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Essex Tithe Maps reveal ever-changing landscape

From ships tied up in docks, where animals once grazed, to an Olympic Games venue, exhibitions and now a pop-up hospital – how our ancestors' land has changed...


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The addition of colour tithe maps for Essex that can now be accessed via the Map Explorer™ allows the researcher to examine the seaboard and inland areas of this county from Victorian times to the present. Essex tithe records cover many places ranging from the North Sea coastline that is under constant attack from the sea at Walton-on-the-Naze, to the parts formally in Essex and which border onto the Thames in what is now Greater London.

As the Covid-19 pandemic builds and we are getting used to exceptional circumstances, we have heard the extraordinary news recently that ExCel, the exhibition centre on the Victoria Docks, is to become the temporary NHS Nightingale Hospital. This non-permanent hospital is to be staffed by NHS medics with the help of the British military and initially will provide about 500 beds equipped with ventilators and oxygen.

The MapExplorer™ on TheGenealogist allows us to compare and contrast the vista that our Victorian ancestors would have seen here with a modern satellite view. In the mid 1850s this particular area would have been Essex countryside with pasture and marshland stretching all the way down to the riverside where today the Thames barrier is situated.

Bing Hybrid map on the Map Explorer™

1852 Tithe map on the Map Explorer™

From rural grazing land, this area in 1852 was on the cusp of huge upheaval at the time that it was subject to the Tithe survey. The need for supplying the Capital and the nation dictated that it was destined to be excavated to become docks to bring in goods from all over the world to London. In the year 2000 it saw change once again when the massive structure of the exhibition and conference centre was built over some of the previous docks. In 2012 ExCel became one of the venues for the Summer Olympics and so, at a time when those games in Japan are being postponed for a year because of coronavirus, it is not surprising that yet again this place is undergoing change. As ExCel becomes a temporary hospital in the fight against this unprecedented medical emergency we look back at this patch of onetime Essex.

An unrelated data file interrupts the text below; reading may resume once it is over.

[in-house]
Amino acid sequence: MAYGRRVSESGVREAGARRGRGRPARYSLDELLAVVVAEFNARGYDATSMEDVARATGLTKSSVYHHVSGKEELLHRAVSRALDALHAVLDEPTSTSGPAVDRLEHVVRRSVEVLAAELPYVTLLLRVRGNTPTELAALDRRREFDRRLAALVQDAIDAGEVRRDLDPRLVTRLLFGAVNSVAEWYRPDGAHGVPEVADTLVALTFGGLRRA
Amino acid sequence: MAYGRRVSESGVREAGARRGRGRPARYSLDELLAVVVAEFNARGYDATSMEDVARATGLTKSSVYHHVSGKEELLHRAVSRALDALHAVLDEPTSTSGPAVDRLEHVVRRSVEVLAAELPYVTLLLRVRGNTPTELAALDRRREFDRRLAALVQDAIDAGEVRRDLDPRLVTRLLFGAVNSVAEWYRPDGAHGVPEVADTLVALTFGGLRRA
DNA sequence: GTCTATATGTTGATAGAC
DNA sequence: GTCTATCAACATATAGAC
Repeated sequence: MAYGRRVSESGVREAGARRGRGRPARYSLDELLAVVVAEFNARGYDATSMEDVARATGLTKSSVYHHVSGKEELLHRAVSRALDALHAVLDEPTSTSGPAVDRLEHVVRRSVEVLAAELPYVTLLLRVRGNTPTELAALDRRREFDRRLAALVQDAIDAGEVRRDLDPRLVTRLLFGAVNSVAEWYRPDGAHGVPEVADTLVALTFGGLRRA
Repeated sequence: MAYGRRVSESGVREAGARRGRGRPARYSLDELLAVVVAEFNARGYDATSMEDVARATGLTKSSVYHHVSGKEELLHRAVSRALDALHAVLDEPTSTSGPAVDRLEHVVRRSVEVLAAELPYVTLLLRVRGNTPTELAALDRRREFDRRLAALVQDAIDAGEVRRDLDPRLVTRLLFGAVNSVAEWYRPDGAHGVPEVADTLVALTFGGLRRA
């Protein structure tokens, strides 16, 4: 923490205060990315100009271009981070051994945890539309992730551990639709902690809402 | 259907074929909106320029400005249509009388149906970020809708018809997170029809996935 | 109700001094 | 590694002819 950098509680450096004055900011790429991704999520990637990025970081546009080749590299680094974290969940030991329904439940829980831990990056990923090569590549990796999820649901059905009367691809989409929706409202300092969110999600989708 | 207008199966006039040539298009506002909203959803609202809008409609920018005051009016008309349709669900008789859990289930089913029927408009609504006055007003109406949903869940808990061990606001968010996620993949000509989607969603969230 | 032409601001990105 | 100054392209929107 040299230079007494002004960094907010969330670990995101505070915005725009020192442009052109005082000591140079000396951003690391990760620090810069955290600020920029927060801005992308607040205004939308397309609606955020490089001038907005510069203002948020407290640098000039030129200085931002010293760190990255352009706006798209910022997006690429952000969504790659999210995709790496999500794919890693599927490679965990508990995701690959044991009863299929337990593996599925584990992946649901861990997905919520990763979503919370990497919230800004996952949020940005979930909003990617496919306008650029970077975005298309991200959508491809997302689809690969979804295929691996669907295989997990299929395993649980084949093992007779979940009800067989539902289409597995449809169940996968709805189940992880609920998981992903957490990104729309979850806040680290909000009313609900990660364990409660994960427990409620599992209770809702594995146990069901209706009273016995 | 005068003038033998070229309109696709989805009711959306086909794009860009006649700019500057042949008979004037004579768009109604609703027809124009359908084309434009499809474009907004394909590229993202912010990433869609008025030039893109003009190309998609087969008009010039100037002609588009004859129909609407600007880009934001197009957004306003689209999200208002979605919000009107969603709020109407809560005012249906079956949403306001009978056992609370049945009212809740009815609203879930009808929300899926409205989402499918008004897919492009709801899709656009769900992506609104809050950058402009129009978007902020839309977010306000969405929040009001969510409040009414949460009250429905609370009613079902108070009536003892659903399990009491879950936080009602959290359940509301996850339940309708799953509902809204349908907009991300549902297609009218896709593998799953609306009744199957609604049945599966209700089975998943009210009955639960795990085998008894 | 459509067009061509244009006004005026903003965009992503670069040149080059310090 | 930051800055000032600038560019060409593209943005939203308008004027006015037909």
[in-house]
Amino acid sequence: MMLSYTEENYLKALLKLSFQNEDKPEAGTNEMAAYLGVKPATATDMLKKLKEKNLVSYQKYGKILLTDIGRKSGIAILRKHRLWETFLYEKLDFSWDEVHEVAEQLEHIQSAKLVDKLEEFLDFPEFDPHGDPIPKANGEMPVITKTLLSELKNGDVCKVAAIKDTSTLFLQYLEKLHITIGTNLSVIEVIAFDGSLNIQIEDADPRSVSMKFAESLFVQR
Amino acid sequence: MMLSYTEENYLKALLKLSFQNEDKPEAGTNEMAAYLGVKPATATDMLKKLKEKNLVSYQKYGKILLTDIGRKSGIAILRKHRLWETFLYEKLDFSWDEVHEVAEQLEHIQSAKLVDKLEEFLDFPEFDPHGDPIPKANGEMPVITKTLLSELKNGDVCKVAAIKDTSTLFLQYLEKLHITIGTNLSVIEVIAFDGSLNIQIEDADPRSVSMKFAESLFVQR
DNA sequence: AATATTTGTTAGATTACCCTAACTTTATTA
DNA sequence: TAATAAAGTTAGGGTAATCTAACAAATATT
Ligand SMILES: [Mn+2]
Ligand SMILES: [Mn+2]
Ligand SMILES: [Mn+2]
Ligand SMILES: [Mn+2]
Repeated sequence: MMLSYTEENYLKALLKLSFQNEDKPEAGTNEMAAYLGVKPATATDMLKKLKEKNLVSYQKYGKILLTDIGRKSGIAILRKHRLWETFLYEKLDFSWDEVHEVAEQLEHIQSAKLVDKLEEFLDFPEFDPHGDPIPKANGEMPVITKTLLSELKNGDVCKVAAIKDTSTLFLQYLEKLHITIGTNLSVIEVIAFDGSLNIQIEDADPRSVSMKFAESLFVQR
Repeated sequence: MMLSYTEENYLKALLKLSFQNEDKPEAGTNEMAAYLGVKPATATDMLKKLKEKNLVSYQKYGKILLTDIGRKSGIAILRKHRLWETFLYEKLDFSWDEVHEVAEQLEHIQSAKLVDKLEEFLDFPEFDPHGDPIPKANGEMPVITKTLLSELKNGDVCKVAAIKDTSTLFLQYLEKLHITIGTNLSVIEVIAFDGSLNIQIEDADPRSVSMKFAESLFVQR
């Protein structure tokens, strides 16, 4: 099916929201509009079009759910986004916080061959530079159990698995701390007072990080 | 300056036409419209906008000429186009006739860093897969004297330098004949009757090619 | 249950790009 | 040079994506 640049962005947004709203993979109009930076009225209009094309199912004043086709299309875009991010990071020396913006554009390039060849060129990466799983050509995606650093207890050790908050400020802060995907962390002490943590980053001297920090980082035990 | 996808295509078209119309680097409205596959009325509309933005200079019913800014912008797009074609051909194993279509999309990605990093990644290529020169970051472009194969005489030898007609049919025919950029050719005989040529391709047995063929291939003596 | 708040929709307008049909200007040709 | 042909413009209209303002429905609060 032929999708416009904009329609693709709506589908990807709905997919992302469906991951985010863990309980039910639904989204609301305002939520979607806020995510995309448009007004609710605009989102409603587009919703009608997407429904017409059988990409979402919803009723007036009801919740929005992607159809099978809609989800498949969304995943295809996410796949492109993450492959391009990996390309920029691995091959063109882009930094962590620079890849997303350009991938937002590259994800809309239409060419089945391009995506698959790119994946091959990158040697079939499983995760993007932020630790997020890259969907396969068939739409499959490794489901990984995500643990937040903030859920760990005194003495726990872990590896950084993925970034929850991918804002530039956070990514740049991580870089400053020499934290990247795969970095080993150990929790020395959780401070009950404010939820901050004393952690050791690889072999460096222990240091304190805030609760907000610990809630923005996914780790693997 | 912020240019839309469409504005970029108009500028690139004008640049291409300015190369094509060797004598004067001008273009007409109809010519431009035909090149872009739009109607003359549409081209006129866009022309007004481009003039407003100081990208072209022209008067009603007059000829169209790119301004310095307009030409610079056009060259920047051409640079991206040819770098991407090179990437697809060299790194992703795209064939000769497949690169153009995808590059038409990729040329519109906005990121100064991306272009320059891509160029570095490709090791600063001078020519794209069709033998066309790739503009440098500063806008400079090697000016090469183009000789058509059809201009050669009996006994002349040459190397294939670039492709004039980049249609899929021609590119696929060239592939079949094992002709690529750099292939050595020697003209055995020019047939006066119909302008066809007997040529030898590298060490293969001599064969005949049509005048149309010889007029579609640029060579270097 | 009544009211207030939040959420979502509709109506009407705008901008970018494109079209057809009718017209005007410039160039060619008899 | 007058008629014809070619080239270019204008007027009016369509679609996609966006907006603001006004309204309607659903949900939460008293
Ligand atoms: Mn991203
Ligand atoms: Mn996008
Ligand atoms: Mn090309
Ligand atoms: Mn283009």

Building the Royal Victoria Docks 1854 from the Illustrated London News

Using the Map Explorer™ on TheGenealogist allows us to use several modern maps including a satellite map as the base layer and a 1:10560 Ordnance Survey Map from the 1893-1900s as our historical map to see how the landscape has changed. We are also able to view colour tithe maps, where available, georeferenced to the modern and historical maps that can give us more useful information on where an ancestor in the early Victorian era lived. Tithe apportionment books, which are linked to the plots on the Tithe Maps detail both owner and occupiers of land and so allow us to find ancestors from all levels of society.